We’ve been lucky enough to catch Mumdance and Rabit on separate occasions here in Los Angeles over the last year-plus, but on March 18th the good people at Union and Still III have booked both modern day legends and brought on Letta & Patrick Brian for a b2b session as well as CybersonicLA resident and co-founder Sha Sha Kimbo. We’ve been blessed with a slate of unreal parties so far this year, but booking these two is a real coup and loading up the bill with a collection of local favorites only makes the event even more can’t miss. If you were lucky enough to make it, you’ll remember that Letta and Patrick Brian went b2b for the first time at our Clubfriends party last year and the duo have been tearing it down with dub-heavy sets ever since.
It’s probably fair to say that we don’t need to explicitly espouse the virtues of Mumdance or Rabit, but each have absolutely brought it the last two times out, the former with a blistering set a warehouse rave and the former at Union (then known as Jewel’s Catch One). Few artists tangibly expand and distort the boundaries of the genres and cultures they exist in, but these two absolutely have and continue to manufacture sounds that are uniquely and entirely there own. Enter your favorite Mumdance and/or Rabit tune below to enter for a chance to win a pair of tickets to next Friday’s (March 18) show. We’ve got two pairs this time around and I’d love to see some folks out so put your name in and we’ll see you on the floor.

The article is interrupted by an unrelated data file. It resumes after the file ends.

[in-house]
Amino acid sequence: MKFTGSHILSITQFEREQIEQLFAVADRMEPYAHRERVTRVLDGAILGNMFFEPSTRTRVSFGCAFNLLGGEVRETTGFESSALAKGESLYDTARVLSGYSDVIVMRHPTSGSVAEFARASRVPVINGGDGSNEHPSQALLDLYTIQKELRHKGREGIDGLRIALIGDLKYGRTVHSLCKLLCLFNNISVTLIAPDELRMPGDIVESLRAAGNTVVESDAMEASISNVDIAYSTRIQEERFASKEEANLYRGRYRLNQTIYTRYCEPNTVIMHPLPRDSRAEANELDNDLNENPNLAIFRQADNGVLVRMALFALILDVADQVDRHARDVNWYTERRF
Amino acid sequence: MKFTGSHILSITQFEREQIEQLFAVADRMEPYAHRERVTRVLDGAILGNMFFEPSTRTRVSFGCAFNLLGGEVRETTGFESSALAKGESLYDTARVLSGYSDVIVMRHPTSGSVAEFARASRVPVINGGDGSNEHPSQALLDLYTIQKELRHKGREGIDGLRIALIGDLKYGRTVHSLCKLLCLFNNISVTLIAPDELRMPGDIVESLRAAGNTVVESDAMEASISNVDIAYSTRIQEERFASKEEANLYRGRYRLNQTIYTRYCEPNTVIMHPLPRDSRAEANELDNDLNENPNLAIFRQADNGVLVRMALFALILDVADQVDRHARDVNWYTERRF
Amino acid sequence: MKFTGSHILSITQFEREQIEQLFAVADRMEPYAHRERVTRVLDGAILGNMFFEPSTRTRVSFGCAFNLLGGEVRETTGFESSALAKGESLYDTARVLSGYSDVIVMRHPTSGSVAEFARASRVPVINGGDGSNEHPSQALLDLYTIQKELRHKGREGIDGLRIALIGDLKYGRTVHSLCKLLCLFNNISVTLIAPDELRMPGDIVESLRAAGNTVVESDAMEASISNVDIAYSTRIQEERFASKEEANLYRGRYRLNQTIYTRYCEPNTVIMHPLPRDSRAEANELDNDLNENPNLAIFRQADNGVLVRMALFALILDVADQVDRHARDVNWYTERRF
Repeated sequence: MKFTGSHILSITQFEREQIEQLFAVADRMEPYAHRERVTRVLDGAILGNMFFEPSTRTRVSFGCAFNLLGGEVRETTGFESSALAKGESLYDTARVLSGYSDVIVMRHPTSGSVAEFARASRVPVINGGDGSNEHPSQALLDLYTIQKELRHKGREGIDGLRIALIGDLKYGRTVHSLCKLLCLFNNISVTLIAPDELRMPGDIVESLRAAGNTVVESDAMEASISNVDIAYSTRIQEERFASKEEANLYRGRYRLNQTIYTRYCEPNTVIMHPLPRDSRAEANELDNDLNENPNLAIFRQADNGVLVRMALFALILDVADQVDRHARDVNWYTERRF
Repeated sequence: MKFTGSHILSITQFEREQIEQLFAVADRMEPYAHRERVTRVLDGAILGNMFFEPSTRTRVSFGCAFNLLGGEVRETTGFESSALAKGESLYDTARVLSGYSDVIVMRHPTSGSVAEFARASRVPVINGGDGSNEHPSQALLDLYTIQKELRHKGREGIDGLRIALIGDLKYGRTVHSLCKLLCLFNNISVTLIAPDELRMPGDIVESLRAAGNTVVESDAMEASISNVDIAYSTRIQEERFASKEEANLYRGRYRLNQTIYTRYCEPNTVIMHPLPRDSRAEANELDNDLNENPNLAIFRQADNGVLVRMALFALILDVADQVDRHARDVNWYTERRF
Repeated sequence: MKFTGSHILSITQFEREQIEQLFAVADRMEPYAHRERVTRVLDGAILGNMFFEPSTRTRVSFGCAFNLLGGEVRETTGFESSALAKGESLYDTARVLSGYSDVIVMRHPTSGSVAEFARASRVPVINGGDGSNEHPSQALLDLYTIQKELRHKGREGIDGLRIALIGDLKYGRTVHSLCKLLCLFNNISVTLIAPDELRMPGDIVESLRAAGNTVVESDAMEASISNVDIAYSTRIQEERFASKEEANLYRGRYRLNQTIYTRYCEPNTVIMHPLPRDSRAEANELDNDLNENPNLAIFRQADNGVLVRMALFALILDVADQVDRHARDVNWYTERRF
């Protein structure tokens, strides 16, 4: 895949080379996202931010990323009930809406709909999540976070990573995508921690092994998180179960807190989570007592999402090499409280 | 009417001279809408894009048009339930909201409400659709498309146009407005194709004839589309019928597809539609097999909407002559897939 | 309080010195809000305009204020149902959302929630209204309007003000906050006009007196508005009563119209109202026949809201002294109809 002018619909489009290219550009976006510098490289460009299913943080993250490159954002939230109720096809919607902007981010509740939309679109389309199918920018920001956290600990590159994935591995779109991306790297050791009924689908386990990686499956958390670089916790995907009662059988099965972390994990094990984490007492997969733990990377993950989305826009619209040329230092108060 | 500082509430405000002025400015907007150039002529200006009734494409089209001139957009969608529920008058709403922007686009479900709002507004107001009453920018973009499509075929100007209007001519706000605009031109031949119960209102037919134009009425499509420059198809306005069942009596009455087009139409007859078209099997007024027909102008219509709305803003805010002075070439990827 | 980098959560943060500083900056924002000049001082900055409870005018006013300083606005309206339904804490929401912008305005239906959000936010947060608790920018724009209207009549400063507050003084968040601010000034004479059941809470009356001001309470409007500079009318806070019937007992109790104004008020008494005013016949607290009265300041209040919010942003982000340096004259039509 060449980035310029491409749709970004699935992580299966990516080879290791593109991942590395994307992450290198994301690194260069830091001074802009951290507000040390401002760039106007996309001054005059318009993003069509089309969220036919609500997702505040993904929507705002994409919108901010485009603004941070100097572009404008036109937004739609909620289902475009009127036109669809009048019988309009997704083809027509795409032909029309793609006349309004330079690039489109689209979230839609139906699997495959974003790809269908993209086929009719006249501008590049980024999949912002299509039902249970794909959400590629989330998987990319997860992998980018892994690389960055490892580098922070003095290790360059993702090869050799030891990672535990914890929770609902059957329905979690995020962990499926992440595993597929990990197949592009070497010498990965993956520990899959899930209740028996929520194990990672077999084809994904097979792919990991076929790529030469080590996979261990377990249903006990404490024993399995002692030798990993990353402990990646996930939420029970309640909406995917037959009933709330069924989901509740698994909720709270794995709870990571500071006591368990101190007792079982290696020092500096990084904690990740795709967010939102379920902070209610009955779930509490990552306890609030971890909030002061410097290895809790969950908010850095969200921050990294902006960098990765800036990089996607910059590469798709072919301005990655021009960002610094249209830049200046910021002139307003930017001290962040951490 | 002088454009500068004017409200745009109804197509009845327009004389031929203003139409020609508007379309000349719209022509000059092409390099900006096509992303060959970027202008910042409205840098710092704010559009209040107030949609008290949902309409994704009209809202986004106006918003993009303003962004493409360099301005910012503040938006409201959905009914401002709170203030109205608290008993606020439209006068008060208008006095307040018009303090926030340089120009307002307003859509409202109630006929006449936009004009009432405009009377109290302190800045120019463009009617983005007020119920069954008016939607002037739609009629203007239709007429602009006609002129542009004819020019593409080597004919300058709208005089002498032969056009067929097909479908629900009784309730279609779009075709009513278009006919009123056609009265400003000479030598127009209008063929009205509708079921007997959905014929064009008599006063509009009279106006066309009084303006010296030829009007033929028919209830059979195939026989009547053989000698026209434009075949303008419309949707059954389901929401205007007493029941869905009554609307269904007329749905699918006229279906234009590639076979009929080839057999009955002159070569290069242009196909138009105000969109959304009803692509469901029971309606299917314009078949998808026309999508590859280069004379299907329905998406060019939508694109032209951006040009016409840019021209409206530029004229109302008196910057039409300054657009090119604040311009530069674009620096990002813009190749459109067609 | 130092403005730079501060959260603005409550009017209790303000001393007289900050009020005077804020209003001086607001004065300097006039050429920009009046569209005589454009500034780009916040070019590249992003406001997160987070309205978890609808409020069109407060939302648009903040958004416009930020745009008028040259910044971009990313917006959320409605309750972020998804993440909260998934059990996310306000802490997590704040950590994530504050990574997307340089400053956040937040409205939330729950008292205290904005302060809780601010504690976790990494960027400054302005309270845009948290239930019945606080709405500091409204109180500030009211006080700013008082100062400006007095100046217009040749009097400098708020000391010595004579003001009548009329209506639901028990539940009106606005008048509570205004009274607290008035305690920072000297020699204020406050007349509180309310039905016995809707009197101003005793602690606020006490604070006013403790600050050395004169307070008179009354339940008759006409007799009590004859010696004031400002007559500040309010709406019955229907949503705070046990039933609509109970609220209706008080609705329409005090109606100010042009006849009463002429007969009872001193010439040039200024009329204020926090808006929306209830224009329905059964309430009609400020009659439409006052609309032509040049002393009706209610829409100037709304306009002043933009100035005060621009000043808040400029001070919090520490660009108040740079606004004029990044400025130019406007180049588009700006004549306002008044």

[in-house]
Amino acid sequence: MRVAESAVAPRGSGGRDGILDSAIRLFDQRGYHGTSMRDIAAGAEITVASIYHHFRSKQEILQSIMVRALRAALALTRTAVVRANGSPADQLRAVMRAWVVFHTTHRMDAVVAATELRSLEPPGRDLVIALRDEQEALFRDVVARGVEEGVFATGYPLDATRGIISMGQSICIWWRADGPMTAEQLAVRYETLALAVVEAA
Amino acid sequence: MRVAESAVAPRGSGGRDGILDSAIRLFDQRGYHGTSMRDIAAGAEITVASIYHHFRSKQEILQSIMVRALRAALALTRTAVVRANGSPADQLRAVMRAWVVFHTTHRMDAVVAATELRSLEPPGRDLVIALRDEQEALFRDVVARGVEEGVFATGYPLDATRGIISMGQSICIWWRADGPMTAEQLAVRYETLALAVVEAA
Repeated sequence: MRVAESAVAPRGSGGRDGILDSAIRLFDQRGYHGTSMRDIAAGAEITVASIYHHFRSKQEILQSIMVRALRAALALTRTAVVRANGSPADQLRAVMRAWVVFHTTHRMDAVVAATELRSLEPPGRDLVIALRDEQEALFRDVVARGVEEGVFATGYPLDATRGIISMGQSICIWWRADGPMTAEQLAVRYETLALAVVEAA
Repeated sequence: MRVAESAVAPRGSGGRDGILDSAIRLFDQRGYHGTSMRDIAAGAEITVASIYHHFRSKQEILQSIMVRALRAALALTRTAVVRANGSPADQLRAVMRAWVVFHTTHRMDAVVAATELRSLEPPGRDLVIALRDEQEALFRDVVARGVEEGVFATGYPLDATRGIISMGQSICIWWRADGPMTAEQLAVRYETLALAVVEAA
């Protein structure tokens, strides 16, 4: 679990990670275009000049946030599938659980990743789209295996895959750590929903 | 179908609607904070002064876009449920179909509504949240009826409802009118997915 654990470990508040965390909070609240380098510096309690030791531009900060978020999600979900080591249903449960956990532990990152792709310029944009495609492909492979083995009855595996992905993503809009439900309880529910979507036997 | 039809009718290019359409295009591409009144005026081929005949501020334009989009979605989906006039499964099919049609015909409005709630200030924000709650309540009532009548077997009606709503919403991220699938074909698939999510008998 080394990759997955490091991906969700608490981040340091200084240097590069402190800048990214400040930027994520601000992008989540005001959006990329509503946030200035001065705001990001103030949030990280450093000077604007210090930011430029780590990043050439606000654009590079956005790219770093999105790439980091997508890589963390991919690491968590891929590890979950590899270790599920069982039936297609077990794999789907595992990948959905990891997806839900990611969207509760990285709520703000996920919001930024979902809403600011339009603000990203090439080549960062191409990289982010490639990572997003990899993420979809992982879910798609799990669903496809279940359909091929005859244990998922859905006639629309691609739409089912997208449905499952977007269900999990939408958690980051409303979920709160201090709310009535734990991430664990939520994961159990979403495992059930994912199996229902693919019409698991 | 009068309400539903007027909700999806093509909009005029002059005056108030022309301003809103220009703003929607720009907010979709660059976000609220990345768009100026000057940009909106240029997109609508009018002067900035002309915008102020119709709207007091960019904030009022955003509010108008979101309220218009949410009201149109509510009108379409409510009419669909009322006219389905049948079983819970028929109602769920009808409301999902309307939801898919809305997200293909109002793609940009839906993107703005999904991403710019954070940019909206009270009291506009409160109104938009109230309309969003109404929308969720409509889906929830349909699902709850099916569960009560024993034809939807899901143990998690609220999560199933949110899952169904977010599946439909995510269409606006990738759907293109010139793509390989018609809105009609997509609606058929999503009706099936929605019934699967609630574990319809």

This year, FACT Magazine offered me the opportunity to compile a “25 Best Club Tracks Of 2015” list and after weeks of agonizing over the selections, it went live last week to many readers’ consternation. Unfortunately, a good deal of tracks that I would have liked to include didn’t fit in to the feature’s scope, which was more of less limited to club-focused material and original works (a self-imposed limitation). The following 25 tracks either aren’t aimed at the dancefloor, fit the club-theme or just didn’t quite fit the rubric for the column. Like the FACT list, we’ve kept this one in alphabetic order and considering that these songs come from across a ridiculously wide spectrum we felt there was no need to order them otherwise. Hit the links below to listen to each respective track and enjoy. Big thanks to anyone and everyone who has stuck with us, enjoyed our releases and/or followed the FACT column.